Chef Charon présente Boeuf Bourguignon

I could not cook many years ago…but now I can – simply by watching programmes on cookery, reading cook books, trying things out and by having had the good fortune to eat some very good meals in different parts of the world. I am not a foodie.  I just enjoy cooking and eating the results. I also like cooking for friends.  It has to be said that I have had to go out to dinner after cooking – simply because what I tried was, shall we say, not too good.

There is a fantastic range of information on the net and on television for those of us who enjoy cooking.

Tonight… a recipe for Boeuf Bourguignon done in a slow cooker or ‘crockpot’

1. Buy a slow cooker (£20 – or use a hob and cook gently for about 2 hours and then transfer to a hot oven 180C to thicken the gravy for about 15 minutes.)

Using the slow cooker on a high setting for 5-6 hours:

2. Chop topside, sirloin,  rump or even cheaper cuts of beef into chunks. Coat with flour (I prefer cornflour) and season with salt and  pepper.  Brown in frying pan using groundnut or sunflower oil until the meat has a good colour on the outside

3.  Chop carrots, onion, mushroom, onion/challots and small potatoes (keep the skin on) garlic  – some mixed herbs and anything else you fancy by way of veg.

4. Add about 1/4 pint of beef stock available from supermarkets.  Put in a small amount of fat from the beef to render down and provide depth to the gravy.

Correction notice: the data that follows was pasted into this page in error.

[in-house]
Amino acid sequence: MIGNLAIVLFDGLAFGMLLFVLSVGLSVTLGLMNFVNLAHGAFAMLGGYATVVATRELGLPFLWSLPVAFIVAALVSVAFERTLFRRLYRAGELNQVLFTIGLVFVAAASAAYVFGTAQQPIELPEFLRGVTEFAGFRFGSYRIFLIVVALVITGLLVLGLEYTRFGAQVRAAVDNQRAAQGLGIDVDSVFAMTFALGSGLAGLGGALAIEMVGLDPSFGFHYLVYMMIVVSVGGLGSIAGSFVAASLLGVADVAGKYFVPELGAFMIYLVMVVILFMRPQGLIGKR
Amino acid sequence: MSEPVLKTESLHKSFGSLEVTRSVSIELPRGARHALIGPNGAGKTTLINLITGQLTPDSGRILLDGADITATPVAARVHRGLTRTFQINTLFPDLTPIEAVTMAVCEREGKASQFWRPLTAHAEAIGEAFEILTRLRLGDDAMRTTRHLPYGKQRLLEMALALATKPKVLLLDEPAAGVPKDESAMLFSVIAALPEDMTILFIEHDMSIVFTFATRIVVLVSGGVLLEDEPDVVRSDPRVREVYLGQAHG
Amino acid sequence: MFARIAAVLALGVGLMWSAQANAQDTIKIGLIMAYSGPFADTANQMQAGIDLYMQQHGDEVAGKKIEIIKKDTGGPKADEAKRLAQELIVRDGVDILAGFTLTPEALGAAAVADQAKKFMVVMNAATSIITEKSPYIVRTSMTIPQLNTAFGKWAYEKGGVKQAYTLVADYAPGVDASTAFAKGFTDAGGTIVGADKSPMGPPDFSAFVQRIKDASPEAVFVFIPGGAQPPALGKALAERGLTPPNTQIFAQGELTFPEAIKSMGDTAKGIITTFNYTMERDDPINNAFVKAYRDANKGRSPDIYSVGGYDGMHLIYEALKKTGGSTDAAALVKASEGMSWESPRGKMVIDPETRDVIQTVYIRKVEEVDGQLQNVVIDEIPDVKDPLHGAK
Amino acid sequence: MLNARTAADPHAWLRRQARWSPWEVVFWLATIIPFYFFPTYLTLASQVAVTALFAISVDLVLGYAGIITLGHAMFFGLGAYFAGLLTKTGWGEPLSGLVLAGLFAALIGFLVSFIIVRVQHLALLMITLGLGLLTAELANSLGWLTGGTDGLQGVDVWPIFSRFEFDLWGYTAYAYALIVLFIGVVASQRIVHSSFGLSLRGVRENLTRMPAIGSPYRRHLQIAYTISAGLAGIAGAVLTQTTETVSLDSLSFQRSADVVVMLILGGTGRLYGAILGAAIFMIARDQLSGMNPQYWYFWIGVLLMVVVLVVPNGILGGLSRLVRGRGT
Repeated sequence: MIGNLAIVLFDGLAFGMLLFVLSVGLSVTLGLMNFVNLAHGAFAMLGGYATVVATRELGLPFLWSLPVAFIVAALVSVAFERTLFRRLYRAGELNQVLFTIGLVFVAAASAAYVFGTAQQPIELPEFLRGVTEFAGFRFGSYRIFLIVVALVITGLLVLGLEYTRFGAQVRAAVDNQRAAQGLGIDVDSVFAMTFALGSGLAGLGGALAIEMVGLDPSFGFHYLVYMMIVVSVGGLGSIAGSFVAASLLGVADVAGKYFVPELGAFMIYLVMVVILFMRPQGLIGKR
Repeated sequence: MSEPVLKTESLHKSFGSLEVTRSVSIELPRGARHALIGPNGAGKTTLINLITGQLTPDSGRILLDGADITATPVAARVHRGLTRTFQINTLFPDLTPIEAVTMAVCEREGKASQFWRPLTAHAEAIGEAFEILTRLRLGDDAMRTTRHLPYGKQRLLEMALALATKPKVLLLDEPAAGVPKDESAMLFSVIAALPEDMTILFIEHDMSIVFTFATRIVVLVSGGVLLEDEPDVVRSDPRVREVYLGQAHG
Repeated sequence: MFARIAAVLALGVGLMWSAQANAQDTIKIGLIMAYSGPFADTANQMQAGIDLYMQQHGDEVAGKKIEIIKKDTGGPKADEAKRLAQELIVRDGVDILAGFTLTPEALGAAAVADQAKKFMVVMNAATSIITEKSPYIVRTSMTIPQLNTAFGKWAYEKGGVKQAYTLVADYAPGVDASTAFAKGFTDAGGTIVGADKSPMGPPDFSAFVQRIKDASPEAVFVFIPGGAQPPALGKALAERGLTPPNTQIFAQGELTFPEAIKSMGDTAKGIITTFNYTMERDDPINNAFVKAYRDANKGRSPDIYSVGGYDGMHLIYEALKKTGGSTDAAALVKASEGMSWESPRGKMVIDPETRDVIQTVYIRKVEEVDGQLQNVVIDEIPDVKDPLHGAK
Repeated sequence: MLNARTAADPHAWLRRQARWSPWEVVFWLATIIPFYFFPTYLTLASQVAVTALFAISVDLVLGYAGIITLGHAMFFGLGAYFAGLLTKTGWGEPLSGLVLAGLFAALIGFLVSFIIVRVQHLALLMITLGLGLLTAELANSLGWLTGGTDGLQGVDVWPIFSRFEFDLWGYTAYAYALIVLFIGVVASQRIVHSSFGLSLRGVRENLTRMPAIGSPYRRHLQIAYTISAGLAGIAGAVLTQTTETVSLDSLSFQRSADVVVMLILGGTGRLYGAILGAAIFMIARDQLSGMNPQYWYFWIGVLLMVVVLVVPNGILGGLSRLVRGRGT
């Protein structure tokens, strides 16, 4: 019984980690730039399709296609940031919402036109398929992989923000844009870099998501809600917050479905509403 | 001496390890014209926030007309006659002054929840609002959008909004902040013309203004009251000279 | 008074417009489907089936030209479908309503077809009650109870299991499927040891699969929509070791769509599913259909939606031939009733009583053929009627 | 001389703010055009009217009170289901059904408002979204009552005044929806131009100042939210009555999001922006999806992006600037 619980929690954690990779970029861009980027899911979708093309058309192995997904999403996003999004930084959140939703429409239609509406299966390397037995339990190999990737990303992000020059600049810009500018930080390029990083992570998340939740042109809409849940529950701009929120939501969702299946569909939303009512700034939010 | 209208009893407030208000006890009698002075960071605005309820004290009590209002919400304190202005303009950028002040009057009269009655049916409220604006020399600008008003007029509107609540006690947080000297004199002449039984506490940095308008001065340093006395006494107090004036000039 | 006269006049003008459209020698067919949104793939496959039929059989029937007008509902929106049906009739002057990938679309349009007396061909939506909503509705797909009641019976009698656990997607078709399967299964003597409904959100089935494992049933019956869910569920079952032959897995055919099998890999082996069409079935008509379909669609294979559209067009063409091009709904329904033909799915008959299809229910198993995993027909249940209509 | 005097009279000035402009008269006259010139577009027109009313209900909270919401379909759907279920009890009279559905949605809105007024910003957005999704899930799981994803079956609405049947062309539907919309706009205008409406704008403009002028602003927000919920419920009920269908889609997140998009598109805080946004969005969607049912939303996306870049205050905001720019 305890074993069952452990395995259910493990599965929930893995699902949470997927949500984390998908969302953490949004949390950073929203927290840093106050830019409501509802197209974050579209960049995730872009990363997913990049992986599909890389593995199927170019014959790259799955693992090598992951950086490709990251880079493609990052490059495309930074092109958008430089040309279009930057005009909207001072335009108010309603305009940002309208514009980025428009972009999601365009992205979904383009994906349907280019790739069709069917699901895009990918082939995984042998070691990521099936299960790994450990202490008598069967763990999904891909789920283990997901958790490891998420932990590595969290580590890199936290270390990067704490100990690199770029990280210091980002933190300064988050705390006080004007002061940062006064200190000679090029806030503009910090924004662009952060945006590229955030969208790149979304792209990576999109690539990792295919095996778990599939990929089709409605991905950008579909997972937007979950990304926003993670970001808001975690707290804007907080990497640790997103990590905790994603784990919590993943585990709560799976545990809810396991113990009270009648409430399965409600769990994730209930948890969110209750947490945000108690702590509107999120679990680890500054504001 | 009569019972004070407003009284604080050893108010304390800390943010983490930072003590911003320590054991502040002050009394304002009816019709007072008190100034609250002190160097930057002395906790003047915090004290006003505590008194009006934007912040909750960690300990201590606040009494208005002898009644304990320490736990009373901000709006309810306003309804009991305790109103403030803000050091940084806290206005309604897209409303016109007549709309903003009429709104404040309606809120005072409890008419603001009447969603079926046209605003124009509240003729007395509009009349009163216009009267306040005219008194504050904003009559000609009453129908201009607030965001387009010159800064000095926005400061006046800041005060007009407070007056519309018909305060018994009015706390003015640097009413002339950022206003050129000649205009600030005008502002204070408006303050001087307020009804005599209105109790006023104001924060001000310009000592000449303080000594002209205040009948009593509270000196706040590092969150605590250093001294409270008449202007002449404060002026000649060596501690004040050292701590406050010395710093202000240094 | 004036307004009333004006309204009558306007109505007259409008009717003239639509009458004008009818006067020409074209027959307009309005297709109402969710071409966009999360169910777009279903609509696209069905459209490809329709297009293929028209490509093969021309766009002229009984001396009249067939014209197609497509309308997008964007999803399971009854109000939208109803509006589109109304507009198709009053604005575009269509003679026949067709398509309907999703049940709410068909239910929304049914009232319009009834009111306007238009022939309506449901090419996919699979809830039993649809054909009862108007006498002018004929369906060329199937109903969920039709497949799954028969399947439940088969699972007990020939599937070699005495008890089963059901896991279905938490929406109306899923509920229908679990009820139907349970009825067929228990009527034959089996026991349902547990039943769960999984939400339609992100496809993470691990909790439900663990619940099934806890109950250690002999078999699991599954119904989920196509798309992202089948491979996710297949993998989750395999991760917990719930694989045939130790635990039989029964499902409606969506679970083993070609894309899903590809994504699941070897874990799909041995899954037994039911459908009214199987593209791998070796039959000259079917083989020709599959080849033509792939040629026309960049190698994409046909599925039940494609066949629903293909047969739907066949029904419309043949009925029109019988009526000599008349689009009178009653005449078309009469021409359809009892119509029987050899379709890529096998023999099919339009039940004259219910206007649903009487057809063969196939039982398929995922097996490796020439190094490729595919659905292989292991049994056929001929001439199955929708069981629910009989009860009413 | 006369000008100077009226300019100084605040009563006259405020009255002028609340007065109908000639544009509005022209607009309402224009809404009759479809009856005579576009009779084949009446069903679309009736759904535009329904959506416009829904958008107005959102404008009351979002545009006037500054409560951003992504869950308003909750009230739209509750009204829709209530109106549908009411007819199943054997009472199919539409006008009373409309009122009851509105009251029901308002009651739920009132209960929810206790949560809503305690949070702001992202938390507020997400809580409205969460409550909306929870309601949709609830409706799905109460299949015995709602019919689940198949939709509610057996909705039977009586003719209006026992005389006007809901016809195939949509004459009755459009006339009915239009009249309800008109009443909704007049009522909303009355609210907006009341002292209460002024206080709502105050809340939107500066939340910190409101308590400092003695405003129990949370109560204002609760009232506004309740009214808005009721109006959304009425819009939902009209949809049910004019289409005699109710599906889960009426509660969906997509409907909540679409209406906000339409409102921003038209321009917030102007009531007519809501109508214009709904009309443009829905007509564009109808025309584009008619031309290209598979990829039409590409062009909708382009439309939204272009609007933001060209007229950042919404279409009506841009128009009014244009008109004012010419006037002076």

5. Add a full bottle of decent burgundy.  The burgundy will cost about £6-10 depending on your budget.  It is worth using good wine. Frankly any heavy bodied wine will give good flavour

6. Cook for 5-6 hours with the slow cooker on high or 9-10 hours with the slow cooker on low.

Garlic and chive mash

It will take about 20 minutes or so to cook some small potatoes with or without skins (I like skins on for this dish)

1. Cook potatoes until you can put a fork into the heart of the cut potatoes. Drain water, mash, add garlic puree or chopped garlic, chopped chives and butter.  Mash until you have the mash the way you like it.

Quantities are irrelevant with slow cooking.  Some people are greedy.  Work out how much you like, add for friends. Make enough for some the next day – because it does taste better the next day and you can heat it up fairly quickly on a stove. Best to make a new batch of mash, though.

Rioja, Burgundy, Barolo, Cotes du Rhone… in fact.. most reds go well with this.

I have just had a boeuf bourguignon prepared in this way … and I am feeling no pain at all.. and I am never, knowingly, under refreshed… at night.

4 thoughts on “Chef Charon présente Boeuf Bourguignon

  1. One of my absolute faves, Mr Charon.

    I would respectfully suggest a couple of variants for your delectation on future occasions.

    First, really cheap cuts of beef work perfectly, my particular preference is shin although skirt is also excellent. I would avoid anything very lean, such as rump, for risk of it drying during cooking. The cheaper cuts tend to have more fat in the muscle fibres and, therefore, to retain their sumptuous moistness.

    Secondly, leave the shallots whole. A fork that spears a whole shallot and a nice chunk of beef and then is topped by a splodge of gravied mash provides an unsurpassable delight.

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